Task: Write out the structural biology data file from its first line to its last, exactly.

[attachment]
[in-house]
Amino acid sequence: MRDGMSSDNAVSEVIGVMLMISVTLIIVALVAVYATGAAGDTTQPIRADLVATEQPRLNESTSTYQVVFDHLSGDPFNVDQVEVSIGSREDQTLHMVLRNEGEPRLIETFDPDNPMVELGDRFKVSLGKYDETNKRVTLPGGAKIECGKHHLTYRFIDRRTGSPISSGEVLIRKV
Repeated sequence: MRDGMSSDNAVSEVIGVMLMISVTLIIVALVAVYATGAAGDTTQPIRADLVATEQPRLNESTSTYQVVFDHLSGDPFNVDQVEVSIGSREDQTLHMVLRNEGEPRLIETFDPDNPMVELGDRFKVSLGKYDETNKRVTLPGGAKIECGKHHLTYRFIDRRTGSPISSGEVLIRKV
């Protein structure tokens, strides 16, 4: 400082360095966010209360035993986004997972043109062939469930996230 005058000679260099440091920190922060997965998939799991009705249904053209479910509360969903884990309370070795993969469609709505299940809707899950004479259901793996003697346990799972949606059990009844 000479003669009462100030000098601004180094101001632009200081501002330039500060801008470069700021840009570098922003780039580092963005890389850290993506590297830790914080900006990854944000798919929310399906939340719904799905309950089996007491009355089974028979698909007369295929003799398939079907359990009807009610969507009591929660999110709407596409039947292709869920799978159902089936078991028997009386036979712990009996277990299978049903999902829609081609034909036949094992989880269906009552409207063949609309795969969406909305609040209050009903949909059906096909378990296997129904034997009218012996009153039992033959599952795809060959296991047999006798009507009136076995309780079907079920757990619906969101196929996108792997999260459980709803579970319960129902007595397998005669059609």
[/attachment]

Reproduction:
[in-house]
Amino acid sequence: MRDGMSSDNAVSEVIGVMLMISVTLIIVALVAVYATGAAGDTTQPIRADLVATEQPRLNESTSTYQVVFDHLSGDPFNVDQVEVSIGSREDQTLHMVLRNEGEPRLIETFDPDNPMVELGDRFKVSLGKYDETNKRVTLPGGAKIECGKHHLTYRFIDRRTGSPISSGEVLIRKV
Repeated sequence: MRDGMSSDNAVSEVIGVMLMISVTLIIVALVAVYATGAAGDTTQPIRADLVATEQPRLNESTSTYQVVFDHLSGDPFNVDQVEVSIGSREDQTLHMVLRNEGEPRLIETFDPDNPMVELGDRFKVSLGKYDETNKRVTLPGGAKIECGKHHLTYRFIDRRTGSPISSGEVLIRKV
């Protein structure tokens, strides 16, 4: 400082360095966010209360035993986004997972043109062939469930996230 005058000679260099440091920190922060997965998939799991009705249904053209479910509360969903884990309370070795993969469609709505299940809707899950004479259901793996003697346990799972949606059990009844 000479003669009462100030000098601004180094101001632009200081501002330039500060801008470069700021840009570098922003780039580092963005890389850290993506590297830790914080900006990854944000798919929310399906939340719904799905309950089996007491009355089974028979698909007369295929003799398939079907359990009807009610969507009591929660999110709407596409039947292709869920799978159902089936078991028997009386036979712990009996277990299978049903999902829609081609034909036949094992989880269906009552409207063949609309795969969406909305609040209050009903949909059906096909378990296997129904034997009218012996009153039992033959599952795809060959296991047999006798009507009136076995309780079907079920757990619906969101196929996108792997999260459980709803579970319960129902007595397998005669059609």